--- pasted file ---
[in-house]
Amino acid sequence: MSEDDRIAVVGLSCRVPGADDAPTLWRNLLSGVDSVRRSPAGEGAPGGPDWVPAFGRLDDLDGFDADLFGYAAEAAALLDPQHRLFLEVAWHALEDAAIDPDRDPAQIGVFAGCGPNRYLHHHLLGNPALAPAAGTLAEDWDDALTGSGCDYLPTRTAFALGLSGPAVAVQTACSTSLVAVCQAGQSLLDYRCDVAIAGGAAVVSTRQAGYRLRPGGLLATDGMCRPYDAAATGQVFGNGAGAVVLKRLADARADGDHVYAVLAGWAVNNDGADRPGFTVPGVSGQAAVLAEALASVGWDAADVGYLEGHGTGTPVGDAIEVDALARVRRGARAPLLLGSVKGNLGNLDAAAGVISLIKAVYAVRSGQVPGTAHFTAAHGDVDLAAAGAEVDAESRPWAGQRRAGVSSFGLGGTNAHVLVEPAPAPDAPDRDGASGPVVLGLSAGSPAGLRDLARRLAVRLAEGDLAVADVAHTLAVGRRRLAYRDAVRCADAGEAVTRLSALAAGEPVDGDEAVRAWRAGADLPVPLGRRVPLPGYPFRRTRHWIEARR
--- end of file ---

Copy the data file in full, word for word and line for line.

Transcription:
[in-house]
Amino acid sequence: MSEDDRIAVVGLSCRVPGADDAPTLWRNLLSGVDSVRRSPAGEGAPGGPDWVPAFGRLDDLDGFDADLFGYAAEAAALLDPQHRLFLEVAWHALEDAAIDPDRDPAQIGVFAGCGPNRYLHHHLLGNPALAPAAGTLAEDWDDALTGSGCDYLPTRTAFALGLSGPAVAVQTACSTSLVAVCQAGQSLLDYRCDVAIAGGAAVVSTRQAGYRLRPGGLLATDGMCRPYDAAATGQVFGNGAGAVVLKRLADARADGDHVYAVLAGWAVNNDGADRPGFTVPGVSGQAAVLAEALASVGWDAADVGYLEGHGTGTPVGDAIEVDALARVRRGARAPLLLGSVKGNLGNLDAAAGVISLIKAVYAVRSGQVPGTAHFTAAHGDVDLAAAGAEVDAESRPWAGQRRAGVSSFGLGGTNAHVLVEPAPAPDAPDRDGASGPVVLGLSAGSPAGLRDLARRLAVRLAEGDLAVADVAHTLAVGRRRLAYRDAVRCADAGEAVTRLSALAAGEPVDGDEAVRAWRAGADLPVPLGRRVPLPGYPFRRTRHWIEARR